Did SOHO’s Comet Survive? The Hunt Is On!

Newly-named Comet C/2015 D1 (SOHO) will share the sky with Venus and Mars at dusk. For the next few nights it will be quite low and nearly impossible to see. Its situation improves over time as the comet moves rapidly northward into Pegasus and Andromeda. Tick marks show the comet's position each evening. Stars are shown to magnitude +6.5. Created with Chris Marriott's SkyMap software
Newly-named Comet C/2015 D1 (SOHO) will share the sky with Venus and Mars at dusk. For the next few nights it will be quite low and nearly impossible to see. Its situation improves over time as the comet moves rapidly northward into Pegasus and Andromeda. Tick marks show the comet’s position each evening. Stars are shown to magnitude +6.5. Created with Chris Marriott’s SkyMap software

There’s no telling whether anyone will yet see the “phoenix comet” that survived a close encounter with the Sun last week and continued to keep it together until it exited the coronagraph on the orbiting Solar and Heliospheric Observatory (SOHO).

The last we heard, SOHO-2875, now formally named C/2015 D1 (SOHO), still glowed around magnitude +4 on Feb. 21.

Now the hunt is on to see if enough of the comet remains after its perilous journey to make an appearance in evening twilight. After many position measurements from photos taken by SOHO, an orbit has been calculated that was just published today. Using those numbers, I made a map showing the comet’s nightly progress as it travels up from the western horizon not far from Venus and Mars through the constellations Pisces and Andromeda over the next couple weeks.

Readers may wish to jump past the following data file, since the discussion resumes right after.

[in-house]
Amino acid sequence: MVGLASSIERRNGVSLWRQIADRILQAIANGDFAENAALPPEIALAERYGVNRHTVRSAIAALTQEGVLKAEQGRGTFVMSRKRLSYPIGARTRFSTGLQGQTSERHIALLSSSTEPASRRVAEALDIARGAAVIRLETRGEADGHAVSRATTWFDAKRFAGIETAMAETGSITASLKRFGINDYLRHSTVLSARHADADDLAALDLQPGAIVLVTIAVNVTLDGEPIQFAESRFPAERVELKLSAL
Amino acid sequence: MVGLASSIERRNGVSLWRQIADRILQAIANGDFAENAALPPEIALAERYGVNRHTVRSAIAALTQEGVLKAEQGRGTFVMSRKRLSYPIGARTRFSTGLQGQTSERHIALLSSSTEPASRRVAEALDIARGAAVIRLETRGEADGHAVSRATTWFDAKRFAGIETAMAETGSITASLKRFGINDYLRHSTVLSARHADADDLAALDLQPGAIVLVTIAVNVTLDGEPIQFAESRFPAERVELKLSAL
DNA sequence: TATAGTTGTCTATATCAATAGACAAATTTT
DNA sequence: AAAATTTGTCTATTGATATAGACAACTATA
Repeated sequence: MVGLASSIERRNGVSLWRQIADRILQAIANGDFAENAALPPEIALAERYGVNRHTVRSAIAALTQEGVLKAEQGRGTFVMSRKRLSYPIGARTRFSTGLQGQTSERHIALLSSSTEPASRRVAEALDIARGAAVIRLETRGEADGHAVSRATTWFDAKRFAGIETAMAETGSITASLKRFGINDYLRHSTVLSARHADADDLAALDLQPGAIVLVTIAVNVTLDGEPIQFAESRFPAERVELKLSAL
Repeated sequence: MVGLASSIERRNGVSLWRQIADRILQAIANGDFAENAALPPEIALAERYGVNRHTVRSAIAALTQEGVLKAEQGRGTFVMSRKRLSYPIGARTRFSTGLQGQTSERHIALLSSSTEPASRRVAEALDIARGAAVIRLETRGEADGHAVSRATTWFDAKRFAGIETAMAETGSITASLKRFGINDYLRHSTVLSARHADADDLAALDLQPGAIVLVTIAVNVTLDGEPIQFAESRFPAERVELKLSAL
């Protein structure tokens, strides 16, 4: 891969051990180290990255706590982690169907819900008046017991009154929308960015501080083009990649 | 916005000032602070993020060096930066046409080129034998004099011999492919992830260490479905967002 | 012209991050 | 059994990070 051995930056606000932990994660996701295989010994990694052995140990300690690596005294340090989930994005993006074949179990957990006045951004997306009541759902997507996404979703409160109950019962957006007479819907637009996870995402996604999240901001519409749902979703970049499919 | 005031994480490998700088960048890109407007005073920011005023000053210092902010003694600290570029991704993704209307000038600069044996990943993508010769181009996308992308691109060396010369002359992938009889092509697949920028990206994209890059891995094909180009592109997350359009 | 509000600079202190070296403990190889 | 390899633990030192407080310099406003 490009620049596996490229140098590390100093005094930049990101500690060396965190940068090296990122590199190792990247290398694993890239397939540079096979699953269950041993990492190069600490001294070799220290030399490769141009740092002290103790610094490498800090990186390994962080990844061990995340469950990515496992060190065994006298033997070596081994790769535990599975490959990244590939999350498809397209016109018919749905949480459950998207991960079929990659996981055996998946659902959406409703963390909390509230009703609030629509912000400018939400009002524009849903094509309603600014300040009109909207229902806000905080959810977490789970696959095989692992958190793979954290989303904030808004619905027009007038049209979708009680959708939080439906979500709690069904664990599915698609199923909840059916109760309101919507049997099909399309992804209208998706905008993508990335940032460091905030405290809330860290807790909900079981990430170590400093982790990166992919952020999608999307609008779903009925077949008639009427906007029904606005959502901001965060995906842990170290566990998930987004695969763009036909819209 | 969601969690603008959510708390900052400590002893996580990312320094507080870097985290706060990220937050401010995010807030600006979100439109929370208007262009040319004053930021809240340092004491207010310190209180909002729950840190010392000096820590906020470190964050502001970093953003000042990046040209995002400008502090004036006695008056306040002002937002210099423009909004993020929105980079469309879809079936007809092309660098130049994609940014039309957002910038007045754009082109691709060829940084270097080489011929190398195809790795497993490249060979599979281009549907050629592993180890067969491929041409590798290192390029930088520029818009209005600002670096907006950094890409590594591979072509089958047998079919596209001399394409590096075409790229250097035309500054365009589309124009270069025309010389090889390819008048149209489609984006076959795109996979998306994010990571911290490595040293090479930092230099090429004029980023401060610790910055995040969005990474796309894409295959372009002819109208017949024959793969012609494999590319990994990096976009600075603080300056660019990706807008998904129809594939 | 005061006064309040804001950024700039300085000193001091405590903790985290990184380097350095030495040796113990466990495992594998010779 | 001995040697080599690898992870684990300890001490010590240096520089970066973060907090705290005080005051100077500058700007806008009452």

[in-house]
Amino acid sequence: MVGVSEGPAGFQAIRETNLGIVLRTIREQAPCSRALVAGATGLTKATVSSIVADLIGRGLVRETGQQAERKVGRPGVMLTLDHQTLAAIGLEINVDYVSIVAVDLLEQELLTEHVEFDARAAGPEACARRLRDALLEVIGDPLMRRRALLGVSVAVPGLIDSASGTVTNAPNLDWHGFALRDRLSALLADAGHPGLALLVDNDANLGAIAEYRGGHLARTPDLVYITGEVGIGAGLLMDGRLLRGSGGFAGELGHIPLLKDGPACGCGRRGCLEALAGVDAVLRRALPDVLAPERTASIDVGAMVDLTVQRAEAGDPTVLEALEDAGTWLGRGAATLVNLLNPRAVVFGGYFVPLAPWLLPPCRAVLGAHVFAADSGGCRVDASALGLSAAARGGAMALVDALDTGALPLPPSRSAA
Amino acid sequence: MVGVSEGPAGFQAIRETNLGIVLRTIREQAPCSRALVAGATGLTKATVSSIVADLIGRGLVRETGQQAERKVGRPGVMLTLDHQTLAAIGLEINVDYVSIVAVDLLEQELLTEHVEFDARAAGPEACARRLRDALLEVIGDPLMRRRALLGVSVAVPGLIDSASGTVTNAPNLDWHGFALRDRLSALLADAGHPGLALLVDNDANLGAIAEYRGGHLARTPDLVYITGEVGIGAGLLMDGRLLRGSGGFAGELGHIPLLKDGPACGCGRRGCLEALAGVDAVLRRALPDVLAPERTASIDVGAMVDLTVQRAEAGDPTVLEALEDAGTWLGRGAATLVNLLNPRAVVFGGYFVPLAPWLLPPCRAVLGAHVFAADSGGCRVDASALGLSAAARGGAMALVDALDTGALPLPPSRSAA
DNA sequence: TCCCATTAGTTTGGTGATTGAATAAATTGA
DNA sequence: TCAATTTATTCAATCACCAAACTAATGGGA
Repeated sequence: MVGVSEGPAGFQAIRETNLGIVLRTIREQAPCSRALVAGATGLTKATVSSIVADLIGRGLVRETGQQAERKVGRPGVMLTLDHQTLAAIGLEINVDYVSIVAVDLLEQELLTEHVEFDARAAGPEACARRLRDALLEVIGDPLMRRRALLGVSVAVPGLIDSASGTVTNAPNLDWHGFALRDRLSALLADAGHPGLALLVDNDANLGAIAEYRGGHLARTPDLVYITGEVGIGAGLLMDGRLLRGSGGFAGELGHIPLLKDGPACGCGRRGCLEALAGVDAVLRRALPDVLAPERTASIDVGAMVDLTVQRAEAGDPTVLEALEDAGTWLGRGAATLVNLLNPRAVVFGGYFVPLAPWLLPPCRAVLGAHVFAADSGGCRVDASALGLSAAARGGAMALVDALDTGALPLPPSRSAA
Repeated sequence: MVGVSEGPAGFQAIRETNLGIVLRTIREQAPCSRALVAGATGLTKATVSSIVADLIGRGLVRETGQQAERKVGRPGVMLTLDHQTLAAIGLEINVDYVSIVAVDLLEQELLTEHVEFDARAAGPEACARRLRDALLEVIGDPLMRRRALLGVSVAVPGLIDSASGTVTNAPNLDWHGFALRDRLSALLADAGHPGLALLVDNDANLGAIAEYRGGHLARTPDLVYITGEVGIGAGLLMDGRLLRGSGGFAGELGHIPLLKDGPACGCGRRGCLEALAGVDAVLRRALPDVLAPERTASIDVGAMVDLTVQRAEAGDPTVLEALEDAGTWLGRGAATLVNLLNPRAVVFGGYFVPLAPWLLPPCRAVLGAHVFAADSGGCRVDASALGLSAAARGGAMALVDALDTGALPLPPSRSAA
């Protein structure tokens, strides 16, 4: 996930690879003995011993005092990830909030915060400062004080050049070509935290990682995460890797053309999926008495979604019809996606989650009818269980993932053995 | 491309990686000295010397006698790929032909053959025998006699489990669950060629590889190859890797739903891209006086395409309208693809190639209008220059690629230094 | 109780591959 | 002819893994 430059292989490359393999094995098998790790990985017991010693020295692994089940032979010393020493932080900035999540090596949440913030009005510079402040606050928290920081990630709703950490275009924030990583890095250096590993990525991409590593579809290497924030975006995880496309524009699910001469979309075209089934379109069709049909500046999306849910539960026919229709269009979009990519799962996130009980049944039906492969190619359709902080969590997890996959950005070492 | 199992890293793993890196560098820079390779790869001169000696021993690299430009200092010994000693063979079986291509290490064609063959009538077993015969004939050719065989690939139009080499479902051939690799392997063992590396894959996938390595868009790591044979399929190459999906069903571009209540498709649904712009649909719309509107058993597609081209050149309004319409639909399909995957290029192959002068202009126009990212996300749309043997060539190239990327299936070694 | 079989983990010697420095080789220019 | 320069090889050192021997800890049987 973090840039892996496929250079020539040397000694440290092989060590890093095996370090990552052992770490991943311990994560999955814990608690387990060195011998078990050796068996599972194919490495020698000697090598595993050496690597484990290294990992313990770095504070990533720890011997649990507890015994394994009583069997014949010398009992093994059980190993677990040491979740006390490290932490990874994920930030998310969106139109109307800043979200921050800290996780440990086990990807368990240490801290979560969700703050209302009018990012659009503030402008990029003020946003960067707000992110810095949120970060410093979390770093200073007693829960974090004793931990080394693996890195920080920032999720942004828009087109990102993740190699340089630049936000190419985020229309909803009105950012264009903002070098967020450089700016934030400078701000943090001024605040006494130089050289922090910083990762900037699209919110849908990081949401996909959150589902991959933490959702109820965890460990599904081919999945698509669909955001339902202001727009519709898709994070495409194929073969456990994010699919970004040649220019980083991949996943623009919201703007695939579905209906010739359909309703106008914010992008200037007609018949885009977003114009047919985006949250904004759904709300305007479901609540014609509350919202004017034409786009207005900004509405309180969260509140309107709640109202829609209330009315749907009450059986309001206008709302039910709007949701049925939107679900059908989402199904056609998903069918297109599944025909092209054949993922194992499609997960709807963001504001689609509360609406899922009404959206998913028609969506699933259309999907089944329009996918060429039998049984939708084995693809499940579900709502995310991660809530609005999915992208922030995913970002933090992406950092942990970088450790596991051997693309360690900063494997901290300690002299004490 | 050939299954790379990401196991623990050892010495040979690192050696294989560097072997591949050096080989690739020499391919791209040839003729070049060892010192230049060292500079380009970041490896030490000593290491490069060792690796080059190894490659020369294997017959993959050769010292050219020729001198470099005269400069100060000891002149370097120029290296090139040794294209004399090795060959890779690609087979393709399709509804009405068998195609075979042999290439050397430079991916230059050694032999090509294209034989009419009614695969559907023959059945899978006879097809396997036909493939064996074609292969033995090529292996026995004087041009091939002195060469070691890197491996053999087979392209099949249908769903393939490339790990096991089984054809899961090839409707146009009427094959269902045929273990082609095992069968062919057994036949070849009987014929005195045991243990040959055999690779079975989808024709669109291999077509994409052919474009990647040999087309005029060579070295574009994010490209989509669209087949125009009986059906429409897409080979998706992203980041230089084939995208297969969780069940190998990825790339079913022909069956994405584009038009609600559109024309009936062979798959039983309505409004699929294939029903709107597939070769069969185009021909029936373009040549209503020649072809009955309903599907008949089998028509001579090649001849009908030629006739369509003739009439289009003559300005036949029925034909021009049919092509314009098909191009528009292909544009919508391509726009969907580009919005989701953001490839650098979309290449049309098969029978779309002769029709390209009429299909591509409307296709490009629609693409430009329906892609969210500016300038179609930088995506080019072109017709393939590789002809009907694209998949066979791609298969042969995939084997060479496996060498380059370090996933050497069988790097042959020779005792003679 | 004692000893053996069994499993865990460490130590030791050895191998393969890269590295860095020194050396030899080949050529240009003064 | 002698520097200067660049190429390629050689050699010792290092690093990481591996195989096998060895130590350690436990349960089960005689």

Don’t expect to see it tonight. It’s likely no brighter than the naked eye limit (magnitude +6) and swamped in the glow of twilight very low in the western sky. Still, by good fortune, it just happens to hover very close to the star Gamma in Pisces about 5° above the horizon near the end of dusk.Those with crystal clear skies and an open view to the west should give it a try.

The situation soon improves as SOHO’s northward movement carries it higher into a darker sky. It’s uncertain if the comet is a tight, dense ball or a ballooning bag of dust. Until the first observations come in, we won’t know how the comet’s fairing. Also keep in mind that the orbit is preliminary, meaning C/2015 D1 may not exactly follow the path shown. Do sweeps around the positions, moving left and right and up and down from each nightly spot.

I’m as eager as you to see our new visitor.

10 Responses

  1. Chris

    Thanks a lot for your Information, dear Bob.

    Yes, let us see what will happen. Things are very exciting. Miracles are the most wunderful events in this Uni-verse! Let us hope and pray for the BEST. Justice, Truth, Peace, Love, Freedom for all the good, for all the just, all the foltered, all the killed, all the suppressed and persecuted by injustice, especially all nature, animals, plants, children, killed, destroyed by the demons of vanity and hate.

  2. Edward M. Boll

    With SOHO around 20? degrees from the Sun, I doubt that the magnitude could be brighter than 2. I hope that it is brighter than magnitude 9. If it is dimmer than that it will likely fade out very quickly.

  3. Ray